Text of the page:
My brother received an easel, oil paints, brushes, and a protective smock for Christmas while I received a coloring book and crayons. Don’t get me wrong; my brother was always the only protector I felt I had back then. Unfortunately, like me, he kept mostly to himself. He locked the door to his two-way radio room and spent hours upon hours alone in there. It was a far better choice than being the subject of another back-handed blow from our father.
Mom’s best friend lived not far from our house.
I used to go to her house all the time when I was little. Like my grandparents, when I was in her presence, I could believe again that my life has value. She nurtured me and complimented me. I know she loved me.
That is perhaps the most significant difference between Kya’s life in the book and mine. I did have people in my life who offset the abuse and abandonment I felt at home.
At no time in my adult life have I come as close to those old feelings as I did while reading this book. Beyond those feelings, I had an opportunity to stand back and look at my life objectively. As bad as things were, I had so much to be thankful for in my life.
I was no different from Kya in that respect. She turned to the critters in the marsh to give her hope and solace, and I turned to the adults I didn’t trust enough to tell the truth, but who I knew loved me unconditionally.
Why was I so afraid to tell? I believed I was protecting those I loved from the big and dangerous man who hurt me. I could go to Mother’s friend’s house to escape the terror that lurked in my own home. His threats carried a tremendous amount of weight in my life.
Affirmation: Life Has Value
And so it was, on the heels of reading this book, I made one of my regular calls to Mom’s friend.
I was telling her about my newest project: dipping my hand into canvas and acrylics. Painting with acrylics on canvas is far removed from my beloved watercolors, but I’m trying to find a way to help raise money for our local art nonprofit.
As I was telling her about what I’m doing right now, I made the comment that my brother got the easel and oils while I received the crayons and coloring book. It’s a comment I make due to my feelings of inferiority when it comes to my accomplishments. I don’t consider myself an artist. I acknowledge to myself that I do an excellent job of staying inside the lines when I color.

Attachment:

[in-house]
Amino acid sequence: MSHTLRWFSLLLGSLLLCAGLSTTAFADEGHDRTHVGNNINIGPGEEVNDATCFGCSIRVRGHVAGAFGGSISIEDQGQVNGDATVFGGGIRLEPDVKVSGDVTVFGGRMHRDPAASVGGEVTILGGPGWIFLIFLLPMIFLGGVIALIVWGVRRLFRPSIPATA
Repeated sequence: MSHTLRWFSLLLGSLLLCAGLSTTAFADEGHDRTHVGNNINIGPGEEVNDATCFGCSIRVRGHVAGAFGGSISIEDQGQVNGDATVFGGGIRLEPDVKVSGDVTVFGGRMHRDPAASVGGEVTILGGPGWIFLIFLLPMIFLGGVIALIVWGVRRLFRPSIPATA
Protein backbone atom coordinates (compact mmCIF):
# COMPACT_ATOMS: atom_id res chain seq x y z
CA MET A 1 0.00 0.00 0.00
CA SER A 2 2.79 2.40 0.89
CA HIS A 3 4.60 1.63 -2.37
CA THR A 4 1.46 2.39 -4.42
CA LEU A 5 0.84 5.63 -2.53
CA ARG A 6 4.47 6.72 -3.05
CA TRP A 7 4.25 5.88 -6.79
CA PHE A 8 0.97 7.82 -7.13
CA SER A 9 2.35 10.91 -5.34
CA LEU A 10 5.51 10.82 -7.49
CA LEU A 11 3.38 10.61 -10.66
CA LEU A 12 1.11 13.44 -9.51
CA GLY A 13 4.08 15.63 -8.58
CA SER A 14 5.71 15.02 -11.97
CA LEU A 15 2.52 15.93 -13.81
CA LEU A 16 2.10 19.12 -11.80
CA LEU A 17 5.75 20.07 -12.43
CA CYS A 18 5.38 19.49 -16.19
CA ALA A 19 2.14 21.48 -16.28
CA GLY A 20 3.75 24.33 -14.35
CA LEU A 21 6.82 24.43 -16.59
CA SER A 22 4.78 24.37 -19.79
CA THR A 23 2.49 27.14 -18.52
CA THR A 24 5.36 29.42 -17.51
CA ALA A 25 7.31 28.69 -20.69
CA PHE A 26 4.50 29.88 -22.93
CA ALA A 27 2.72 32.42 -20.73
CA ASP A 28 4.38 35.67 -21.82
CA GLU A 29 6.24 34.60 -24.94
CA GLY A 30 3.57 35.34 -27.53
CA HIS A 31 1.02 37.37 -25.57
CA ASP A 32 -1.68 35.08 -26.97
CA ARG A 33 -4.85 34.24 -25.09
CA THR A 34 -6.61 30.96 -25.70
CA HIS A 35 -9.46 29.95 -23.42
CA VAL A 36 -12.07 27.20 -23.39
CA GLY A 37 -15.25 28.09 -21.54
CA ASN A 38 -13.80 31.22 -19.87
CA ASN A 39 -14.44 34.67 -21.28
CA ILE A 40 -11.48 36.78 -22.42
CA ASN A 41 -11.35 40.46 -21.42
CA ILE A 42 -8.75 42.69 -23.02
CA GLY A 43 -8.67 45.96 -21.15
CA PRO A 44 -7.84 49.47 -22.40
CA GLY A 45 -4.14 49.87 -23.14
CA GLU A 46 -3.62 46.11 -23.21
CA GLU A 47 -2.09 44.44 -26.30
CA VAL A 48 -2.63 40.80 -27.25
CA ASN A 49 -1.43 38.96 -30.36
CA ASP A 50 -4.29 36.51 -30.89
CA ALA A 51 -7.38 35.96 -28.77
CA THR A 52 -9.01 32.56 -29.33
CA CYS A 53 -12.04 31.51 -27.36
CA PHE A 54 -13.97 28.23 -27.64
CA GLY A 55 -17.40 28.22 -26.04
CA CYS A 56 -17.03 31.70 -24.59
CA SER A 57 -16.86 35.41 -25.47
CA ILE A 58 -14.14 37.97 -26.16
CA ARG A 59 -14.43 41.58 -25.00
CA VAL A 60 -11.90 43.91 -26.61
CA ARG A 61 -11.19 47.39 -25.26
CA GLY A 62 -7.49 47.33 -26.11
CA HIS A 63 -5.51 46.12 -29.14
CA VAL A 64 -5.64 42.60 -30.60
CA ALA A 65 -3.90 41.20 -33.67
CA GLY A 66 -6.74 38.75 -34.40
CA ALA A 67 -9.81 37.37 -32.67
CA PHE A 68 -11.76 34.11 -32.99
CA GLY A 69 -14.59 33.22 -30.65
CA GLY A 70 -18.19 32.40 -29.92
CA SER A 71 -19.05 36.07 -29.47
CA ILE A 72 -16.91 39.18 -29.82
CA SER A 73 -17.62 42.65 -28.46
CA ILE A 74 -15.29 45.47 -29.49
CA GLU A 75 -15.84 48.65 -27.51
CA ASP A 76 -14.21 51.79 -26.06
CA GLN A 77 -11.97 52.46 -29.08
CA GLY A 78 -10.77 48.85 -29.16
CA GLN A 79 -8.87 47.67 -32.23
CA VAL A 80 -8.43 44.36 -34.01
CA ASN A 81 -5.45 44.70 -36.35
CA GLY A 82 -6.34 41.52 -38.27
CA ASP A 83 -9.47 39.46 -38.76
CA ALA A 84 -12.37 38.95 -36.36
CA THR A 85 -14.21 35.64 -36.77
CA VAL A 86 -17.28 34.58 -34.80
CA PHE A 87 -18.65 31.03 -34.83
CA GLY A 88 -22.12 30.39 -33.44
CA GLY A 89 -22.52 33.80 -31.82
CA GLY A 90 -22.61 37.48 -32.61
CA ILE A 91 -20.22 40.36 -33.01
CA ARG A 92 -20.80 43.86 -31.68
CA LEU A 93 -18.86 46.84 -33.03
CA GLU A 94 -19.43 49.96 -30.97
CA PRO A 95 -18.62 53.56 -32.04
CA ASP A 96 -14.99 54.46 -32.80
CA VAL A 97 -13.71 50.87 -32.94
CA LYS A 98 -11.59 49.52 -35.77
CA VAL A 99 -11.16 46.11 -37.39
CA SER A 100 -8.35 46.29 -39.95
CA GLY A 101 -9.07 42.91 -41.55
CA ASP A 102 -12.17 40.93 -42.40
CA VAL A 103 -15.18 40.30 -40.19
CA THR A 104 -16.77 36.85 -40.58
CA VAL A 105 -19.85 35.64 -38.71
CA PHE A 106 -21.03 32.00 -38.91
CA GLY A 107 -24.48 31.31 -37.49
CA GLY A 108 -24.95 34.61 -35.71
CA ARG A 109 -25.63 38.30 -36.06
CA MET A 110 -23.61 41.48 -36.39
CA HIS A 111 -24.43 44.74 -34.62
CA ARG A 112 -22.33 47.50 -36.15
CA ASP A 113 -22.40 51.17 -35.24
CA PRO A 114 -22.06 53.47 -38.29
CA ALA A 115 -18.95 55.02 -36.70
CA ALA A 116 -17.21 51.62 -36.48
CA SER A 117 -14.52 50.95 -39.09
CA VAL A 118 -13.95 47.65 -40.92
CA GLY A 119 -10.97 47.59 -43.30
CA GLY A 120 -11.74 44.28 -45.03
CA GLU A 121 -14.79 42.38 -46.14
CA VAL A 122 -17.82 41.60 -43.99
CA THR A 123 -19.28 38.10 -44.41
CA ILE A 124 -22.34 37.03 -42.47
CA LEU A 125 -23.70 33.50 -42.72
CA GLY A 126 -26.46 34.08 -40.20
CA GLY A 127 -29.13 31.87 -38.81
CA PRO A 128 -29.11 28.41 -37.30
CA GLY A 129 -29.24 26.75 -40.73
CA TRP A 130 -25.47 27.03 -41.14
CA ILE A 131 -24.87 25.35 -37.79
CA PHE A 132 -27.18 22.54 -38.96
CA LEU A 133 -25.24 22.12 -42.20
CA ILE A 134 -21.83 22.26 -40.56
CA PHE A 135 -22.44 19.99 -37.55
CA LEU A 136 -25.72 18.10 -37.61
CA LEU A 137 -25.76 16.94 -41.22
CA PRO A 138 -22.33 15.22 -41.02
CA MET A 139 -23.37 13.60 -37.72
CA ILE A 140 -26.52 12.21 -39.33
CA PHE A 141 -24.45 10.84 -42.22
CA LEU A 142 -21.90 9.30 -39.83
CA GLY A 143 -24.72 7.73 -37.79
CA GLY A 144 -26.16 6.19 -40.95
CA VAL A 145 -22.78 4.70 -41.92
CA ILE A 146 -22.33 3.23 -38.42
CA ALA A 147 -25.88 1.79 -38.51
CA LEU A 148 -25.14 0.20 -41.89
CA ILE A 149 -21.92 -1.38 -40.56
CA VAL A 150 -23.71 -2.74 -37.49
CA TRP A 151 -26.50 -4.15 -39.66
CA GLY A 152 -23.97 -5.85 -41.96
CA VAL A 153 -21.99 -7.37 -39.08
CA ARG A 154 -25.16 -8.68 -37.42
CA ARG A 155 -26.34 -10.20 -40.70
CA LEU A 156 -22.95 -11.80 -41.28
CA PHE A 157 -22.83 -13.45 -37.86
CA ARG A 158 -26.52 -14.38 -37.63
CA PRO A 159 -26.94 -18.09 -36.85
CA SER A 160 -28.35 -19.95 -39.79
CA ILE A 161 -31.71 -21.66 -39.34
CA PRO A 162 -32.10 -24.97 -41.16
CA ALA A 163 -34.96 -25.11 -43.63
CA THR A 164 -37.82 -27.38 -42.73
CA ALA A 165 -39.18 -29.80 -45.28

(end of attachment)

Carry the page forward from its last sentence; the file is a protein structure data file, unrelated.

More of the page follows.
That’s when she said it.
A statement that wholly and further solidified my old feelings of inadequacy. The fact that I felt like I didn’t matter wasn’t something that only affected me. Other people noticed
She stated that my brother always got everything he wanted while I received nothing.
It was that simple.
As a kid, I always felt my brother was important in our family. I wasn’t jealous, but I did wish I could do something – anything to make my parents believe I mattered.
Those old hurts will never totally leave us.
We continue to strive for perfection.
If we can do something quite well, perhaps then people will believe we matter.
What I came to understand at that exact moment was that my life has value.
It has never mattered what others think of me.
The thing that does matter is that I have treated everyone I’ve met in life as if their life has value to the world around them.
It’s such a small thing, but it makes all the difference in the world.
Your Life Has Value! And, so does mine.
Where the Crawdads Sing Review
2 thoughts on “Your Life Has Value, No Matter How They Treat You.”
Thank you for sharing Peggy. Life can be so hard especially when you’ve had neglect and abuse in childhood. Sometimes realizing we have value can take a lifetime as we gradually overcome. I do love your painting and yes I believe you are a real artist.
Thank you, Julie, for affirming the struggle so many of us endure before realizing we do add value to this world. I do enjoy how relaxing it is to work on my paintings.